Words are powerful. Words are also cheap. Most of us have probably had the experience of running into someone we know at Target. After a brief conversation, the interaction ends with “We should totally get together sometime.” Both parties know it will not happen. We know that the words are said to reduce awkwardness in the moment, not to make an actual promise. The words are empty.
Empty words are prevalent in our culture and in our lives. I use empty words more often than I would like to admit. My filter just doesn’t kick in on time. I know I have used them as soon as the words are out of my mouth, but then it’s too late. I hear myself say things like “Let’s get together sometime” or “I will pray for you” and I know that often, those words will not be supported. My desire to sound good in the moment wins out over my will to live authentically in the long run.
I read a blog post this week reflecting on the memorial events of September 11. And the frequency we heard and saw the words “we remember” or “never forget.” Those words are good. We should remember. But do we? Or are they just vacant sentiments? The author of the post writes,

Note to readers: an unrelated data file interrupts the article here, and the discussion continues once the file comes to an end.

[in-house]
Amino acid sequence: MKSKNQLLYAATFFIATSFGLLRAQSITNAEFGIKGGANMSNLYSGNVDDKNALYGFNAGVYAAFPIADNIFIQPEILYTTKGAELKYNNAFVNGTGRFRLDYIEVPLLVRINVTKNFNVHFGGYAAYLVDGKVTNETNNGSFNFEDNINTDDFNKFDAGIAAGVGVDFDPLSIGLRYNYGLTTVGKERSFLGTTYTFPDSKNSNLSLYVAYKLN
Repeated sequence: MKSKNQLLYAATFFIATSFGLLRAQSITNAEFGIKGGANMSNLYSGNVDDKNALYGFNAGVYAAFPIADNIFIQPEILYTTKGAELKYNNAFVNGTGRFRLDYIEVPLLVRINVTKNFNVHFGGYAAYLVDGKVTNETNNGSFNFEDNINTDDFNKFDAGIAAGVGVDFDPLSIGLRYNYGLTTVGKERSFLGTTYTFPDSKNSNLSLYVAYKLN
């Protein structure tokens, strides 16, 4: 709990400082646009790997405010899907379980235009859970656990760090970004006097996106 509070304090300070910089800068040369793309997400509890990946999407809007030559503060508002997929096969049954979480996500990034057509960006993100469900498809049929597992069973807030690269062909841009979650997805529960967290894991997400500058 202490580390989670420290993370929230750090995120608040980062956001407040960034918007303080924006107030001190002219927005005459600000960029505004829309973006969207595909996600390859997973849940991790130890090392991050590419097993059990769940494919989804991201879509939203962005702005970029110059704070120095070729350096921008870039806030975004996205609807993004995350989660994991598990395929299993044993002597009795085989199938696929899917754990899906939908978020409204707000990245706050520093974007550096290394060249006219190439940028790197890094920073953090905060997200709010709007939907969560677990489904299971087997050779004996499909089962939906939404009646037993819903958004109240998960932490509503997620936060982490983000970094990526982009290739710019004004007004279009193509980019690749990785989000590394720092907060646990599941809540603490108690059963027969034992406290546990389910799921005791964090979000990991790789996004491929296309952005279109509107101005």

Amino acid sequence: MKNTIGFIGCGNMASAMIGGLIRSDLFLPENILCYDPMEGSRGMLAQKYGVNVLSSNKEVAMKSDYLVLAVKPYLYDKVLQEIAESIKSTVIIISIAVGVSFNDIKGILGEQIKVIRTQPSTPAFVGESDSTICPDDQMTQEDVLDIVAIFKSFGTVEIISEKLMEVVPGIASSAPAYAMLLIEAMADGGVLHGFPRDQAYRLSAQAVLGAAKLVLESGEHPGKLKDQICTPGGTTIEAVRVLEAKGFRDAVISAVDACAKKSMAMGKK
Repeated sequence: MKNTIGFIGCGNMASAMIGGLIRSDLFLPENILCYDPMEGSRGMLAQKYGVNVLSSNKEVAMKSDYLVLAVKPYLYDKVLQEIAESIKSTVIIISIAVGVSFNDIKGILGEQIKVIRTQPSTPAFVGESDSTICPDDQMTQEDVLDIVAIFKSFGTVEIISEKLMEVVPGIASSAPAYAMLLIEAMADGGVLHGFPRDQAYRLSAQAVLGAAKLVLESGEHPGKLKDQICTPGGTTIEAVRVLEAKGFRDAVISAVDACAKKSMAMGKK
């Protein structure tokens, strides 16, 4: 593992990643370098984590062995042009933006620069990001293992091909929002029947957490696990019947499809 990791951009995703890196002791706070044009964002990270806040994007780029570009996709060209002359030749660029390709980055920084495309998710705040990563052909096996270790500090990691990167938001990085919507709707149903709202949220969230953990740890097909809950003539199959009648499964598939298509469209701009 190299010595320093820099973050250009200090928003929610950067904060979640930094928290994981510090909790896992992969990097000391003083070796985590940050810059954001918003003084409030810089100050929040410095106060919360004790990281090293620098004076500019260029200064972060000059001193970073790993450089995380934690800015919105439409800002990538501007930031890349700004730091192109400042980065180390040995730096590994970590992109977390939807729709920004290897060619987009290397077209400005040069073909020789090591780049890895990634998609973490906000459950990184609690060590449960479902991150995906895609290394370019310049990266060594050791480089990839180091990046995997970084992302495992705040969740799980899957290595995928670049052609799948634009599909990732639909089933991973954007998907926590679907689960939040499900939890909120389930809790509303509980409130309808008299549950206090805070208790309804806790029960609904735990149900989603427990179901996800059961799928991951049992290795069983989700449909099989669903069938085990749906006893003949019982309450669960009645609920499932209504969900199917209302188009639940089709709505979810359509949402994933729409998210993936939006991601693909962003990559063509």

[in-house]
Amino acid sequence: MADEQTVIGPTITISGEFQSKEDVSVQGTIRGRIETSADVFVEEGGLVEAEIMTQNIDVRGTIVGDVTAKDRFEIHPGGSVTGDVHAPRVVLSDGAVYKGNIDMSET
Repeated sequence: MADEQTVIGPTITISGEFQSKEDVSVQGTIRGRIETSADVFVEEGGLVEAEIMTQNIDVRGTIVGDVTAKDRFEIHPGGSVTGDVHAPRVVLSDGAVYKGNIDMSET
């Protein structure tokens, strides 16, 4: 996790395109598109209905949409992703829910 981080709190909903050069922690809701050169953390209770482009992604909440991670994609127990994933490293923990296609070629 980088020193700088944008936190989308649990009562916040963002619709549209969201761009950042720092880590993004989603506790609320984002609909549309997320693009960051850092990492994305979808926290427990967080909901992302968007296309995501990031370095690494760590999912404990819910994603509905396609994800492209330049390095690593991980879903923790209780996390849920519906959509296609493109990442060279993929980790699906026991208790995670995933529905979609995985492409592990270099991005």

“I can’t hear the words ‘Never forget’, without having a guteral reaction; wanting to scream out to all who will hear… ‘What good is remembering if we no longer love?!’”
The author’s reflections are a challenge for the country and the church to live differently. Please take a moment to read What we have forgotten.
Christians have a history of empty words. Many of us go to church on Sundays, say words about God’s love, but then fail to let that love transform the way we live during the week.
“What good is it, my brothers and sisters, if someone claims to have faith but has no deeds? Can such faith save them? Suppose a brother or a sister is without clothes and daily food. If one of you says to them, ‘Go in peace; keep warm and well fed,’ but does nothing about their physical needs, what good is it? In the same way, faith by itself, if it is not accompanied by action, is dead.” – James 2:14-17
I pray that my faith and words will be alive with action.